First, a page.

|Reviewers Comments: ||Food $ense Grains is a series of monthly lessons designed to familiarize participants with different grains. Each lesson, designed to take approximately 1 hour, and accompanying handout provides basic information on a different grain.
Each lesson has the same basic structure and components. Lessons first provide educators with information on objectives, required materials, optional supplemental materials, preparation required, teaching tips and ideas, and suggested lesson times. They then contain detailed instructions for teaching and are all ordered similarly: they start with an introduction, move on to cover each of the objectives separately, and end with a conclusion. Instructions for each section are detailed, including prompts for what educators should say and do. Lessons are designed to be interactive and encourage participation; some involve group activities.
Educators should pay attention to the required materials and preparation information to ensure they have the necessary resources and time for each lesson. Many lessons require having the grain on hand to show to the participants. For example, the barley lesson includes showing raw pearled barley, raw hulled barley, and barley flakes. Additionally, each lesson has multiple recipes that use the grains in a variety of ways. Various lessons require recipe components to be prepared in advance (e.g., beginning to cook the grain). Additionally, recipes may require that many different utensils and appliances be available for cooking, for example an oven or stove. Lessons could easily be modified to exclude, or include, only select recipes. Nutrition Facts labels are not provided. Recipes do not provide guidance on internal cooking temperatures. There are a few select recipes that include meat for which educators should inform participants of the guidance for proper cooking temperatures. Handouts contain copies of the recipes for the participants as well as other useful information about the grain.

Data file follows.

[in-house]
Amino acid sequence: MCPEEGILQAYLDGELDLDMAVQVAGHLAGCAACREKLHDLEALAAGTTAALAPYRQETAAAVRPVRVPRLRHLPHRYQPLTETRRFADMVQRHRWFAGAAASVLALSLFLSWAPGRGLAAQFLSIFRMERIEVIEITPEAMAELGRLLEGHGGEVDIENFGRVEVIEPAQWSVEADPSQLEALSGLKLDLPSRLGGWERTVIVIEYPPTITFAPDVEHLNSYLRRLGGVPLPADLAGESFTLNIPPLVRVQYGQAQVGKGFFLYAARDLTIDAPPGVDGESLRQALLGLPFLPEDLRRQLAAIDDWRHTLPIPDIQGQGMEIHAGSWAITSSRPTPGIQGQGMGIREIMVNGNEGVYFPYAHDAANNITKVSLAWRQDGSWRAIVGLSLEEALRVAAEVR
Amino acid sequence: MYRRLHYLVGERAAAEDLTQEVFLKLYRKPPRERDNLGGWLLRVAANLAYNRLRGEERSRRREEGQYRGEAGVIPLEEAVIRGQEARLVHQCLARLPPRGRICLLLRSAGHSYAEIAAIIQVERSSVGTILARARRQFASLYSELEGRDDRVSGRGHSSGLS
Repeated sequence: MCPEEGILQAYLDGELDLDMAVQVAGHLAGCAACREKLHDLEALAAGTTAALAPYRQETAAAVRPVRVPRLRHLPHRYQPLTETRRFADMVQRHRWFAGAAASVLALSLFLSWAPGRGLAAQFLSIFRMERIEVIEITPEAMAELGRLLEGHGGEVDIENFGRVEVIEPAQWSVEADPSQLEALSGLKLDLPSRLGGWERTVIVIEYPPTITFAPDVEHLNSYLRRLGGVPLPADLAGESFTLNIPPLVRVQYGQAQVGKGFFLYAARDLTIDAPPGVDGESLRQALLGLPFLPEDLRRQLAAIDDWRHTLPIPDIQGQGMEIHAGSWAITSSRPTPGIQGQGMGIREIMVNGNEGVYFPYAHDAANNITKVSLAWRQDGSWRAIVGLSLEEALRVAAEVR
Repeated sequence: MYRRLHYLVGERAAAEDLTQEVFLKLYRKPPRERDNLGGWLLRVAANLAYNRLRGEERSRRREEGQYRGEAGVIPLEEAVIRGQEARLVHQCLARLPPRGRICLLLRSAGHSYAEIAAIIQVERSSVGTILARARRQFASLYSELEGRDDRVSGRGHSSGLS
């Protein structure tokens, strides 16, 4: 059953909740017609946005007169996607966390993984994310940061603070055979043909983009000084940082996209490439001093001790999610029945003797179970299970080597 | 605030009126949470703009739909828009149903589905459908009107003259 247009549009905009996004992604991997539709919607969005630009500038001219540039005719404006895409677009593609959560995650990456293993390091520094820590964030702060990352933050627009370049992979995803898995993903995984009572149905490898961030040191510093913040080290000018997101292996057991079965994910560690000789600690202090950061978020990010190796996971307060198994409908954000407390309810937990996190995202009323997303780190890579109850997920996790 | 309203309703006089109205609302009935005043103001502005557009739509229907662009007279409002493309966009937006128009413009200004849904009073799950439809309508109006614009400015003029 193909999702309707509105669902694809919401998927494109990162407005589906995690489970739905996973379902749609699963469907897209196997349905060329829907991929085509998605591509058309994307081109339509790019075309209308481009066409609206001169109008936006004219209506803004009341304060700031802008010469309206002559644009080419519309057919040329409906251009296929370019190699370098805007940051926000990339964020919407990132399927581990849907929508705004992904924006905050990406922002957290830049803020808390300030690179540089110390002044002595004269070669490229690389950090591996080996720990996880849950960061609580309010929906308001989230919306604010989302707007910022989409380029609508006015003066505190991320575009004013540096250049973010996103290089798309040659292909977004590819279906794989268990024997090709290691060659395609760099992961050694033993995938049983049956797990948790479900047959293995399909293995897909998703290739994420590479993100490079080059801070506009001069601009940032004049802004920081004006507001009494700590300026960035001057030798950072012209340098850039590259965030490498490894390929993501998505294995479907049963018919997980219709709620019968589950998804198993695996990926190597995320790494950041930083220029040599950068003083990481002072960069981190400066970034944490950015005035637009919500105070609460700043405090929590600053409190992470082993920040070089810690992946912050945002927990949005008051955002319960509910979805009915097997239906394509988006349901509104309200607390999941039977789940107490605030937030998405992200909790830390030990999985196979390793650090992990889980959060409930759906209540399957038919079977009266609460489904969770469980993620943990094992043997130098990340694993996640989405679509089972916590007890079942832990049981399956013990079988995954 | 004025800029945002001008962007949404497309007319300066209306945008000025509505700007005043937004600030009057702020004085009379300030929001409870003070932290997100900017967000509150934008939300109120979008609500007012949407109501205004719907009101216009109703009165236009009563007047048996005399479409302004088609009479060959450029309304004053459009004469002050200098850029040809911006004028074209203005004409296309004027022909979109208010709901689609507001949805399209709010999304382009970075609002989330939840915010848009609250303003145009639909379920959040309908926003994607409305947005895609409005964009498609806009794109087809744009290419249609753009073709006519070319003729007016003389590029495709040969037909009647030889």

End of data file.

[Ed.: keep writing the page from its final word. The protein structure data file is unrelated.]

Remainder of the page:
Food $ense Grains lessons can be used to introduce different grains to participants as well as provide them with simple ways to cook with them. These lessons could be effective as a stand-alone tool or combined with other Food $ense lessons, or could even be modified to fit within other nutrition education lessons, including those based on the MyPlate food groups.